William (Bill) Seeberger
Education: Bachelor of Science in philosophy and psychology (May 1997)
McNair Project: Personality Multiplicities: Variations in Personality Characteristics Due to Age and Stress (1996)
Mentor: Leon Rappoport, Ph.D.
Recent personality research and theoretical discussions (e.g., Rowan 1990, Markus and Nurius 1986, Deaux and Wrightsman 1988) have focused on personality multiplicities, the idea that an individual can possess two (or more) distinct self-concepts. The suggestion from these discussions is that normal individuals in the general population may have multiple self-concepts. Although multiple personality disorder (MPD) has been recognized as a pathological condition for a long time by clinical psychologists, it is now believed that a moderate level of personality multiplicities can serve people as a useful adjustment mechanism. Personality multiplicities and MPD can be confused because in each case the individual can have two or more self- concepts, and each concept may stand alone. However, unlike MPD, personality multiplicities are not associated with pathological behaviors.
Based on research by Boone (1995) which provided evidence of multiplicities occurring in the normal population, the present study focused on two questions: 1) whether or not there were age differences in the occurrence of multiplicity in the general population, and 2) if the stress experiences reported by individuals with high multiplicity differed significantly from those with low multiplicity. It was hypothesized that younger persons (age 25 and below) would show higher measures of multiplicity and childhood stress than older (26 and above) persons. Furthermore, it was expected that reports on stress experience would differ significantly between low multiplicity individuals and high multiplicity individuals.
Eighty-six individuals (47 females and 39 males) completed two questionnaires: the Dale Lifestyle Inventory (DLI), which measures an individual's tendency towards multiplicity, and the Childhood Stress Inventory, a measure found to relate significantly with multiplicity. Following this stage of the study, a subsample of respondents were interviewed to determine whether low and high multiplicity individuals differed in the way they responded to stressful experiences.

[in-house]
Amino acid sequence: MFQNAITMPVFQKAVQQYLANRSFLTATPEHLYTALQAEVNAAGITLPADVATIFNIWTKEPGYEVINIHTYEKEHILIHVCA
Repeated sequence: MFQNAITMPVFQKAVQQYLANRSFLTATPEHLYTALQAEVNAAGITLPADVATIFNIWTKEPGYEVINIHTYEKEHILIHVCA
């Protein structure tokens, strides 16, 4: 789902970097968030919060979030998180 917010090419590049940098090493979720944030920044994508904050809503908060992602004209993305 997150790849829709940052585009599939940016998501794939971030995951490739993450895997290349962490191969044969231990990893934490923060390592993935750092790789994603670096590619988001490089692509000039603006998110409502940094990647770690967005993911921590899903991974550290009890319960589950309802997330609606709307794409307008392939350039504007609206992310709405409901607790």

The results obtained include a significant correlation of .51 (p<.001) between the DLI and Childhood Stress scores for all subjects. Also, a high correlation between childhood stress and multiplicity was found for the younger group (.64), but not for the older group (.25). When older (26 and above) and younger (25 and below) subjects' scores were compared, the younger group's scores were substantially higher than those of the older group. In the second stage of the study, eleven high multiplicity individuals and seven low multiplicity individuals participated in the stress/multiplicity interview. Frequency comparisons indicated that high multiplicity subjects were more likely than low multiplicity subjects to report handling stress better than most people, that their stress experiences were typically physical, and that stress lowered their self- esteem.
In conclusion, the results of the study supported the initial hypothesis concerning differences in the inclination towards multiplicity and childhood stress in older and younger subjects. Younger individuals had higher scores for multiplicity and childhood stress. Additionally, there was a stronger relationship between multiplicity and childhood stress for the younger individuals. On the other hand, the results were inconclusive with respect to the hypothesis that reports of stress experience would differ significantly between high and low multiplicity individuals. Some of the trends in responses by low and high multiplicity individuals indicated potentially important differences between the two groups. Future research with a larger high and low multiplicity subject sample would help to determine more conclusively if there are significant differences in their reactions to stress. In general, the findings support the view that younger individuals may benefit from a sense of multiplicity, and that further research is needed to investigate the relationship between multiplicity and stress.